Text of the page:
Midnight’s Blessing 2 Review

by | Jan 27, 2017

Children of the Trite

Do you ever wonder what went into making those great, classic JRPGs of yore? Think just how many hours it took to make those 8- and 16-bit sprite graphics look so good, how much thought went into balancing the game so that leveling up is satisfying without making the game trivial, how much effort went into designing AI that made combat feel challenging and strategic without being cheap.

I’ve been thinking a lot about these things recently, because with a game as dismal and dreary as Midnight’s Blessing 2, not only do you need to fill up your vacant mind with something, but you also constantly find yourself asking: how can a game that is superficially so similar to those great old games be so incredibly bad?

Midnight’s Blessing 2
Steam Page
Warfare Studios
Aldorlea Games
January 21, 2017
Intel i5-4440 @ 3.10GHz
Zotac GeForce GTX 980 Ti AMP! Extreme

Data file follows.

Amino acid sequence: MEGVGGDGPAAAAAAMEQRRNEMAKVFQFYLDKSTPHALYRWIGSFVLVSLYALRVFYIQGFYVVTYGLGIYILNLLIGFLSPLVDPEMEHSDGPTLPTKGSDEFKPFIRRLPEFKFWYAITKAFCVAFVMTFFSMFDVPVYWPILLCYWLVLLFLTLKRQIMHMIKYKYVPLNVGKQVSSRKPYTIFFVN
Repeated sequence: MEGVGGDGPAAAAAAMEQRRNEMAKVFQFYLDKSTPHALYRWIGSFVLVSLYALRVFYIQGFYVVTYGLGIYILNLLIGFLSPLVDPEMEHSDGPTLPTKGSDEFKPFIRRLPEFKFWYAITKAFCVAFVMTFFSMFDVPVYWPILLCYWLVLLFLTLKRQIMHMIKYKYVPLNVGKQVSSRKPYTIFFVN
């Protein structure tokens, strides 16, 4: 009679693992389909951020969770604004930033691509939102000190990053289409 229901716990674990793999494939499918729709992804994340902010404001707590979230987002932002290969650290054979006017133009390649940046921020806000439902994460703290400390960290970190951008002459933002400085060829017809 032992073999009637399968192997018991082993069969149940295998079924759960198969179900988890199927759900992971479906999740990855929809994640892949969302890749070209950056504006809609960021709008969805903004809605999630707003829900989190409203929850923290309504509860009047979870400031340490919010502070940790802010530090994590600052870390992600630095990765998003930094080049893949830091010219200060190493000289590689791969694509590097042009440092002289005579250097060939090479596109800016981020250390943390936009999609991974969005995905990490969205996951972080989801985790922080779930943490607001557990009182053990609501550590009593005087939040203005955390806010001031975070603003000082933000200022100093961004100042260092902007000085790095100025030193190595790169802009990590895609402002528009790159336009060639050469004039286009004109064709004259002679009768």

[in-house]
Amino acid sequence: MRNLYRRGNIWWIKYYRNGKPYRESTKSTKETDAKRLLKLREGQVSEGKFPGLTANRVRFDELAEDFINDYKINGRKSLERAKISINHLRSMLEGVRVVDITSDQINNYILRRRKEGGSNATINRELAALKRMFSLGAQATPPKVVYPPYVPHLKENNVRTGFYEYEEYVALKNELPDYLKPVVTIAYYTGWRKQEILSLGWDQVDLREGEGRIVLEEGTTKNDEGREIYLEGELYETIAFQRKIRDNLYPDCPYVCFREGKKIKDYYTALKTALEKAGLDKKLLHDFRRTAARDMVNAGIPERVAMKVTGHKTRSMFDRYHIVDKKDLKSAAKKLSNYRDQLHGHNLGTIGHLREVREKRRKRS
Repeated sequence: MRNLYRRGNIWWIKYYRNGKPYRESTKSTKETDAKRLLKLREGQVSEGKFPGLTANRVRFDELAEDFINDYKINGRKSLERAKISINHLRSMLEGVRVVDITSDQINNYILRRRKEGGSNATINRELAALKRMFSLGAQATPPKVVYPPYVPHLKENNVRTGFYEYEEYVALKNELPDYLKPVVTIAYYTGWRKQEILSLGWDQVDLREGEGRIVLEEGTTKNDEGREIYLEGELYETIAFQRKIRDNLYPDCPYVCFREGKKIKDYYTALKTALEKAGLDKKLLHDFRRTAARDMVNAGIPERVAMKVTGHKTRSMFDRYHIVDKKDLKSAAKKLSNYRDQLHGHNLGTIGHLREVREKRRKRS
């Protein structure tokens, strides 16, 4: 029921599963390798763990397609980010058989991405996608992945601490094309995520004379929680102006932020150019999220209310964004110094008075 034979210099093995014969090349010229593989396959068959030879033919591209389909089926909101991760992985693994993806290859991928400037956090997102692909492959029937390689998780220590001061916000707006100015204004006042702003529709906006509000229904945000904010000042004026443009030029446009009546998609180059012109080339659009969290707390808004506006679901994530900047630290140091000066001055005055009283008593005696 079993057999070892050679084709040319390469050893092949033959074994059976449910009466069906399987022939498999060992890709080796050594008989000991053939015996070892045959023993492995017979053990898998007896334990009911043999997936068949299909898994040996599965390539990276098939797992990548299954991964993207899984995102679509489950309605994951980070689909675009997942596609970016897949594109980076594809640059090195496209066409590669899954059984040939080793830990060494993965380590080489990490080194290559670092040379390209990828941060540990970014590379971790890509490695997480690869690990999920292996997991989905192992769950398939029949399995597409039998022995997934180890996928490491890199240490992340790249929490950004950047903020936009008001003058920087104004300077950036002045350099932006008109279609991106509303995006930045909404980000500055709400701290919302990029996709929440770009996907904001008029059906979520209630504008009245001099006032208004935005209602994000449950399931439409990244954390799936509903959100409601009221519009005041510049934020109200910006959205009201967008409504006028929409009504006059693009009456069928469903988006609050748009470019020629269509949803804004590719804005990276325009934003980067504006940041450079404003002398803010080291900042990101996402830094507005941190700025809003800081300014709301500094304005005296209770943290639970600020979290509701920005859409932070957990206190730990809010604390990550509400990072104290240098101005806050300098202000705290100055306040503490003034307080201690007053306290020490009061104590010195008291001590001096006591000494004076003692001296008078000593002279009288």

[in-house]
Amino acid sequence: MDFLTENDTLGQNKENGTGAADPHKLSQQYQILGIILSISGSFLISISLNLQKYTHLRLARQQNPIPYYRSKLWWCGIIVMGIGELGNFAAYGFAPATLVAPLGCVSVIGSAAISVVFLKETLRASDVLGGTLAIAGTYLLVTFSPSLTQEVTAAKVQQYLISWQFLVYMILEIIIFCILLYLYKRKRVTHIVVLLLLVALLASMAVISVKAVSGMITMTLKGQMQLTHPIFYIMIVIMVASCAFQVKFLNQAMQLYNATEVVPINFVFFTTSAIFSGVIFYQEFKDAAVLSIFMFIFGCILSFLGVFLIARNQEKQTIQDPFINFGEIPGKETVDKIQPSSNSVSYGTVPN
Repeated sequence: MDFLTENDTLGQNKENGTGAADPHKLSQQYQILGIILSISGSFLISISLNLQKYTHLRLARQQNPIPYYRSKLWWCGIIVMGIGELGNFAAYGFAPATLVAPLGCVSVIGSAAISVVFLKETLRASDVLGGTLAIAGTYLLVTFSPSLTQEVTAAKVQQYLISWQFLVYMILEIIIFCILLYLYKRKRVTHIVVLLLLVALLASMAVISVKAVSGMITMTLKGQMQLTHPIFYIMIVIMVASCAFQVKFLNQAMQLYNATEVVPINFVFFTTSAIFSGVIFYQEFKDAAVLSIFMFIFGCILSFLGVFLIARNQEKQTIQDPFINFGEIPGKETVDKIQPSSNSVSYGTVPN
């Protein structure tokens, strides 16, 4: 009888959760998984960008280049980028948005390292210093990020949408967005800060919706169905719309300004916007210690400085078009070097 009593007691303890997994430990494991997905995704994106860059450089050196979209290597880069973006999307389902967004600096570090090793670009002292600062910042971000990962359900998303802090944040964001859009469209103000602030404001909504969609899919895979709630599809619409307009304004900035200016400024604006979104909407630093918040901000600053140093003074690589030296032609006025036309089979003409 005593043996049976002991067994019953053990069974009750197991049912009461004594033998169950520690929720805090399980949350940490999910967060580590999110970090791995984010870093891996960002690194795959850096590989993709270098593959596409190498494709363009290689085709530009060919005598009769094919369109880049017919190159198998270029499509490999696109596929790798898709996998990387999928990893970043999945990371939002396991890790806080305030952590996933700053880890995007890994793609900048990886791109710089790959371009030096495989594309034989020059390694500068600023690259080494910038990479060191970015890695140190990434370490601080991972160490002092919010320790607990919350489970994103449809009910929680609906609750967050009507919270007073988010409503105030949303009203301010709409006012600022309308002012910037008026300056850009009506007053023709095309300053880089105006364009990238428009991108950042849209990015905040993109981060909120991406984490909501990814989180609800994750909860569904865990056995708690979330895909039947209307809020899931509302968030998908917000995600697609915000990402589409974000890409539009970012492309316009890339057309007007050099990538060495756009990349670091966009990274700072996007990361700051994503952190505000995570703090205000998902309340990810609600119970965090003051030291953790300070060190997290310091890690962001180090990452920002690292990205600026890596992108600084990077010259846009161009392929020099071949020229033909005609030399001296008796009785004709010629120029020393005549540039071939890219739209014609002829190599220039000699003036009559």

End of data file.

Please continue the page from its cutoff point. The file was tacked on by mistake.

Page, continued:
For the eternity playing Midnight’s Blessing 2 felt like, I tried to figure out what it reminded me of. As alienating as the game is, there was something eerily familiar about it, like someone who reminds you of an old friend that you can’t stand anymore. Only now I realize: Midnight’s Blessing 2 feels like one of those games that annoying kids would shit out over a weekend when the original RPG Maker first came out. Everything about it, from the mechanics to the menus, feels like the default option in any shitty make-your-first-game program ever made. The main difference is, Midnight’s Blessing 2 has the sheer gall to sell itself to you for 8 friggin dollars.

It is at this point I would like to remind you that Downwell came out on Steam for 3$.

Let’s get this out of the way: yes, there is a first Midnight’s Blessing, and in my damnable stupidity, I decided to try and play it for the sake of this review. MB tells the story of… oh god… Sidni Larkhearst, a young girl who spends her life working for her mother in a remote postal office. One day, Sidni finds out that she is being hunted by none other than vampire lord Dracula – yes, the Dracula – for some reasons, and must now flee her home and embark on a quest to vanquish her pursuer.